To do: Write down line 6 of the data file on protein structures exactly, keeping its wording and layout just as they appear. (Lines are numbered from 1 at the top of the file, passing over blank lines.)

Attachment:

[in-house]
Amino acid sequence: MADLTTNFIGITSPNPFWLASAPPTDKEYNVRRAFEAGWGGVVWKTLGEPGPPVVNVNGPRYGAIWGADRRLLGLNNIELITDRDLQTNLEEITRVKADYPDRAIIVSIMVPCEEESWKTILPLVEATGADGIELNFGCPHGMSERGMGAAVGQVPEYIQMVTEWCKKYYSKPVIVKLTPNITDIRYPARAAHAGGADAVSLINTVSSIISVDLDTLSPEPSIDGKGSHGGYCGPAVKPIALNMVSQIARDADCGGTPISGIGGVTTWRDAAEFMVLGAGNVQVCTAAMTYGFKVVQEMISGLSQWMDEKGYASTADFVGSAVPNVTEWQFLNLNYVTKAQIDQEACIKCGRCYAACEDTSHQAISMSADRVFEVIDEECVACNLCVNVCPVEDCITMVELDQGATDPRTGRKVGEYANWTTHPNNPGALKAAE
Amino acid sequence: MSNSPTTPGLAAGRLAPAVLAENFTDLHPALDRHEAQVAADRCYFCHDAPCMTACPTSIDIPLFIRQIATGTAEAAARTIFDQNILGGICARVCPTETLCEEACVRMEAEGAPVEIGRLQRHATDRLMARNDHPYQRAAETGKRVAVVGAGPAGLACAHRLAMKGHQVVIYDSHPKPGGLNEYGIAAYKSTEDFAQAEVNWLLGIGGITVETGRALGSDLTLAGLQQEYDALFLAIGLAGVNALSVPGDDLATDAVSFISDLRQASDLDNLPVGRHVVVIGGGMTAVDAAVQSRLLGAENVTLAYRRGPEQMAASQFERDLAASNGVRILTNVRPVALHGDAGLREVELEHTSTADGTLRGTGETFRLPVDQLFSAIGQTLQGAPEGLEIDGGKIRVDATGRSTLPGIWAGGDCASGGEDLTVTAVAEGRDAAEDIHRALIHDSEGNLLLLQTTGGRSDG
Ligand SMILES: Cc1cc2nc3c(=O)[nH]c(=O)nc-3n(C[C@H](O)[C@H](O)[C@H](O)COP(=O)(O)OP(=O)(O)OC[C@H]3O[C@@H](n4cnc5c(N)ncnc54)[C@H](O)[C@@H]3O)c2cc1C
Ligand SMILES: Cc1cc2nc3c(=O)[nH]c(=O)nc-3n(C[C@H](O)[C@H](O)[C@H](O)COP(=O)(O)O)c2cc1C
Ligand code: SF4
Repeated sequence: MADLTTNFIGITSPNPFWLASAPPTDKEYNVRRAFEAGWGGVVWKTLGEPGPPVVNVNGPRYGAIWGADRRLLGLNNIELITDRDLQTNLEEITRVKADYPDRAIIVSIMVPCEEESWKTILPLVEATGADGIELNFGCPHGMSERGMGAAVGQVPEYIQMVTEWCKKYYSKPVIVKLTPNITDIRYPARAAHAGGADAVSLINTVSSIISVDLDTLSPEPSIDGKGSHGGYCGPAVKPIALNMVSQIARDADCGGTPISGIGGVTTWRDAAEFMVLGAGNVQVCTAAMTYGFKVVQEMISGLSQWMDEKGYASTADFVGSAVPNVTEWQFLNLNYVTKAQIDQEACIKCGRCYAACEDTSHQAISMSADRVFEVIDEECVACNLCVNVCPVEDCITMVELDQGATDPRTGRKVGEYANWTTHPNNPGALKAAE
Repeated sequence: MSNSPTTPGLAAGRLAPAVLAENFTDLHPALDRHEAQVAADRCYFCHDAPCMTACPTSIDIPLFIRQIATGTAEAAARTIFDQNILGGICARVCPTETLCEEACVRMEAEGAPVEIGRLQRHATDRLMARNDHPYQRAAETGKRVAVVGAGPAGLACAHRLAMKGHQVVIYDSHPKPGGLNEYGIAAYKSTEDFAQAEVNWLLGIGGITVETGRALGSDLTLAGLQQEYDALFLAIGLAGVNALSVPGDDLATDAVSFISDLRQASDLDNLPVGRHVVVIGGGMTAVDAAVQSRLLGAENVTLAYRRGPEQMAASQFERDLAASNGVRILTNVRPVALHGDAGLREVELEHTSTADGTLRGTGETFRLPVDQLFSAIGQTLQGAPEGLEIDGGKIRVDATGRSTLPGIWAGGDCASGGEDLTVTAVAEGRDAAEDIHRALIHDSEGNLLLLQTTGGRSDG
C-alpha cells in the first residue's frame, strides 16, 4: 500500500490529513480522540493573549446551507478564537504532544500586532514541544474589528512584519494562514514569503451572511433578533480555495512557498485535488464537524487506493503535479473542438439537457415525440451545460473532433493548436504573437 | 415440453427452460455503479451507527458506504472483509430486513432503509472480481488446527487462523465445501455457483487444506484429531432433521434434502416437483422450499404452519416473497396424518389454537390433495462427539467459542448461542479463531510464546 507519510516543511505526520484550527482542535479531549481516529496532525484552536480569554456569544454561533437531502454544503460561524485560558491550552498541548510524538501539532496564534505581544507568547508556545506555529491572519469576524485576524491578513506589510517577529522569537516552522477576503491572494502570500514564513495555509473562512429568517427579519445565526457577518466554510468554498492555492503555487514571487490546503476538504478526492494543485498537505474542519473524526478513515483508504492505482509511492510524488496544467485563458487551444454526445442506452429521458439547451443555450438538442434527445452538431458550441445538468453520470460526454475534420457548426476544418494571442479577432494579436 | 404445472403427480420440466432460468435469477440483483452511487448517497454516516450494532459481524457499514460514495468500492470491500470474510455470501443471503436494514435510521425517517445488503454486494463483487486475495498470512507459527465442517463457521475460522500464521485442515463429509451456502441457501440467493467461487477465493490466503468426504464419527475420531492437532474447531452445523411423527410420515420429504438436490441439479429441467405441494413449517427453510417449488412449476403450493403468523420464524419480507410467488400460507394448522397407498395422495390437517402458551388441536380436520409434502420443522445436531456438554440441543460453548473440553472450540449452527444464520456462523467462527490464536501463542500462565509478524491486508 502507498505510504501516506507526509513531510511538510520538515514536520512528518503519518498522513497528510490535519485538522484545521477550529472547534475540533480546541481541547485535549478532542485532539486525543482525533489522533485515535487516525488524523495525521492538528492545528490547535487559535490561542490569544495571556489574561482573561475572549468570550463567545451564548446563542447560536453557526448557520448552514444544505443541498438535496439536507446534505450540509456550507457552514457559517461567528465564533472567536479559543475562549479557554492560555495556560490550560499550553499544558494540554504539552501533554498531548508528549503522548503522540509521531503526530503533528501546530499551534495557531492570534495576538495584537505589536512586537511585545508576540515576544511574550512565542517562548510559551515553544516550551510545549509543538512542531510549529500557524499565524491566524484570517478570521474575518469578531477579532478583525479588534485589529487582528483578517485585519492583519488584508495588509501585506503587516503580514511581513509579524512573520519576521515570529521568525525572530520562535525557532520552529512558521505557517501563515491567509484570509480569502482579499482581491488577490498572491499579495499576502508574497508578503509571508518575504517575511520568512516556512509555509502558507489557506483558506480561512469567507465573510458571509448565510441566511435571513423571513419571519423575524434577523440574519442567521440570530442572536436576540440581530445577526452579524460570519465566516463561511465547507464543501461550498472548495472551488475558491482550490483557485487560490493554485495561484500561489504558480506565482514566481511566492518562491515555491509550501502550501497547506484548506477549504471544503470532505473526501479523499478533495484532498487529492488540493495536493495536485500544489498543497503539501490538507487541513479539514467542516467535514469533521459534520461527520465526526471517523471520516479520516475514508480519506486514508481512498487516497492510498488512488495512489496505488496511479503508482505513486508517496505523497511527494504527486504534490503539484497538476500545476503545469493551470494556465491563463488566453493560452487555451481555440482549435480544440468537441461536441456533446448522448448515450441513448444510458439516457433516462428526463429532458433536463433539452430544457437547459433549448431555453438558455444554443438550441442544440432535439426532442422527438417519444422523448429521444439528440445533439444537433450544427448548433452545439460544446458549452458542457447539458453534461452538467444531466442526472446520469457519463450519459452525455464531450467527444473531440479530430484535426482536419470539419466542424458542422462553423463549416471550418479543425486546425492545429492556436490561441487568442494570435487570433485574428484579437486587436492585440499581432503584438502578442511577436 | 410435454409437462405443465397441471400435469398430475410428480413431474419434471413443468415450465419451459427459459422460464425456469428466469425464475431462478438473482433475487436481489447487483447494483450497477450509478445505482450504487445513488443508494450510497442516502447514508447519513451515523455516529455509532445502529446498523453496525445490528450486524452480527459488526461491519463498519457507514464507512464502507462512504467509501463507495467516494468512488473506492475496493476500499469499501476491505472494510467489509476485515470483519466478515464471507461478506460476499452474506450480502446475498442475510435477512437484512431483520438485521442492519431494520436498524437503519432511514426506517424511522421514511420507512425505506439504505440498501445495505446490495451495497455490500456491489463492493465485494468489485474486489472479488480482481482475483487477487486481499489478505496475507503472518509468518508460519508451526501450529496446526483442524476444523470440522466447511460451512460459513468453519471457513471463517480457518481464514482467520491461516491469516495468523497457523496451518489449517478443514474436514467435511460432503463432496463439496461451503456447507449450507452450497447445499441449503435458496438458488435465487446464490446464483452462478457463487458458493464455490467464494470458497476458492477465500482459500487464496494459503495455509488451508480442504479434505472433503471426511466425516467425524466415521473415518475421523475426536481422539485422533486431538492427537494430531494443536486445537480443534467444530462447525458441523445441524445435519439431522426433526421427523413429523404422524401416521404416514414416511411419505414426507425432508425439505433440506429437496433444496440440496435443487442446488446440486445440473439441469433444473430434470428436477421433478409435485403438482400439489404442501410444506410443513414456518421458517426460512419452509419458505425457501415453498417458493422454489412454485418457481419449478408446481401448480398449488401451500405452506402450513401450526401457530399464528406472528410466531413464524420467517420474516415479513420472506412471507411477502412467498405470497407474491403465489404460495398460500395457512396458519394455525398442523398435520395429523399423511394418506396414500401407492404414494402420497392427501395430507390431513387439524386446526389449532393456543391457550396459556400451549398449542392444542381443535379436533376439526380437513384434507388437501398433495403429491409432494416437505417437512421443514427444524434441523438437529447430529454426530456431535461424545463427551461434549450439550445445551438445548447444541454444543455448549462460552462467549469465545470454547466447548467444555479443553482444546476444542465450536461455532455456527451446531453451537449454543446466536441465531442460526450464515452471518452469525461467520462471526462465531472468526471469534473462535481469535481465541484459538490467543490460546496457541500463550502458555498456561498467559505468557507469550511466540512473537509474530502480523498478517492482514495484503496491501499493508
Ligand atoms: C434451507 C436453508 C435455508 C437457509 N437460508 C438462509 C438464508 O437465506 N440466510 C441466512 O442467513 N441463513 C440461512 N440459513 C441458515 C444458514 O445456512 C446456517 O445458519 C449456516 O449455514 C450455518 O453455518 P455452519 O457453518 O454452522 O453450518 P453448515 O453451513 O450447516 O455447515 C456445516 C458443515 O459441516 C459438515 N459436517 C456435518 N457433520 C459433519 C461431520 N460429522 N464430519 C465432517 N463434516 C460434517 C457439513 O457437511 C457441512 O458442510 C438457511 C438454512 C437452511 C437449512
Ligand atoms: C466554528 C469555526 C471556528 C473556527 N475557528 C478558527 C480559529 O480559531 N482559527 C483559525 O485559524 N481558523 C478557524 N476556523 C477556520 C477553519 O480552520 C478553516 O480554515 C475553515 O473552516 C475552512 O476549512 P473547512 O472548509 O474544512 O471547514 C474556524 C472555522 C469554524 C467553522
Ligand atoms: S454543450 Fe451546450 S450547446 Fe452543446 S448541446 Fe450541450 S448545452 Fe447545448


Ligand code: SF4